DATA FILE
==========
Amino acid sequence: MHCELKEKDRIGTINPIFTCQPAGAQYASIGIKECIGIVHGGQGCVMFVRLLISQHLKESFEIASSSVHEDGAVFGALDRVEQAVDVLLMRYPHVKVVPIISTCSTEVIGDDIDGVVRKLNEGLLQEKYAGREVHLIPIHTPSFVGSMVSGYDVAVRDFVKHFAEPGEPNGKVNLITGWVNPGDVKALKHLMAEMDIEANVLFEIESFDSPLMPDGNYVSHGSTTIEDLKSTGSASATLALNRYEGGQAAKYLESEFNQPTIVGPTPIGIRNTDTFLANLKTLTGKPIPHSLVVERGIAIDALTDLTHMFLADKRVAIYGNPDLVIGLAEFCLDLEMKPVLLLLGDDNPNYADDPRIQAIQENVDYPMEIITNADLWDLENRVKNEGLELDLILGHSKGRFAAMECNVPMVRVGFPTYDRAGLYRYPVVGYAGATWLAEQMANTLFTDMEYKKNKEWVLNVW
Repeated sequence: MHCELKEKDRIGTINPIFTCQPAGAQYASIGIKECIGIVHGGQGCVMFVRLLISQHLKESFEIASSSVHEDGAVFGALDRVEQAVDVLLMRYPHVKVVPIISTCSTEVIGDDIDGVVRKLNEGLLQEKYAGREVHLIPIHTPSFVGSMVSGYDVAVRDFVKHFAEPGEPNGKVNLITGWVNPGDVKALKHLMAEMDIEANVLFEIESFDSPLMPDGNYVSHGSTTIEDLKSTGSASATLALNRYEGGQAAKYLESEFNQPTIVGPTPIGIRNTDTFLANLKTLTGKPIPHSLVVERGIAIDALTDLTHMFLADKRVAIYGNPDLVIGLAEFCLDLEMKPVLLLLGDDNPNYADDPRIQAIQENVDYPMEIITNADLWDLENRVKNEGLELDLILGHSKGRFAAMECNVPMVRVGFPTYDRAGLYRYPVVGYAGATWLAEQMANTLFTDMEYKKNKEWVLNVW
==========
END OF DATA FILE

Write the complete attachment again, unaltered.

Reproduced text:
Amino acid sequence: MHCELKEKDRIGTINPIFTCQPAGAQYASIGIKECIGIVHGGQGCVMFVRLLISQHLKESFEIASSSVHEDGAVFGALDRVEQAVDVLLMRYPHVKVVPIISTCSTEVIGDDIDGVVRKLNEGLLQEKYAGREVHLIPIHTPSFVGSMVSGYDVAVRDFVKHFAEPGEPNGKVNLITGWVNPGDVKALKHLMAEMDIEANVLFEIESFDSPLMPDGNYVSHGSTTIEDLKSTGSASATLALNRYEGGQAAKYLESEFNQPTIVGPTPIGIRNTDTFLANLKTLTGKPIPHSLVVERGIAIDALTDLTHMFLADKRVAIYGNPDLVIGLAEFCLDLEMKPVLLLLGDDNPNYADDPRIQAIQENVDYPMEIITNADLWDLENRVKNEGLELDLILGHSKGRFAAMECNVPMVRVGFPTYDRAGLYRYPVVGYAGATWLAEQMANTLFTDMEYKKNKEWVLNVW
Repeated sequence: MHCELKEKDRIGTINPIFTCQPAGAQYASIGIKECIGIVHGGQGCVMFVRLLISQHLKESFEIASSSVHEDGAVFGALDRVEQAVDVLLMRYPHVKVVPIISTCSTEVIGDDIDGVVRKLNEGLLQEKYAGREVHLIPIHTPSFVGSMVSGYDVAVRDFVKHFAEPGEPNGKVNLITGWVNPGDVKALKHLMAEMDIEANVLFEIESFDSPLMPDGNYVSHGSTTIEDLKSTGSASATLALNRYEGGQAAKYLESEFNQPTIVGPTPIGIRNTDTFLANLKTLTGKPIPHSLVVERGIAIDALTDLTHMFLADKRVAIYGNPDLVIGLAEFCLDLEMKPVLLLLGDDNPNYADDPRIQAIQENVDYPMEIITNADLWDLENRVKNEGLELDLILGHSKGRFAAMECNVPMVRVGFPTYDRAGLYRYPVVGYAGATWLAEQMANTLFTDMEYKKNKEWVLNVW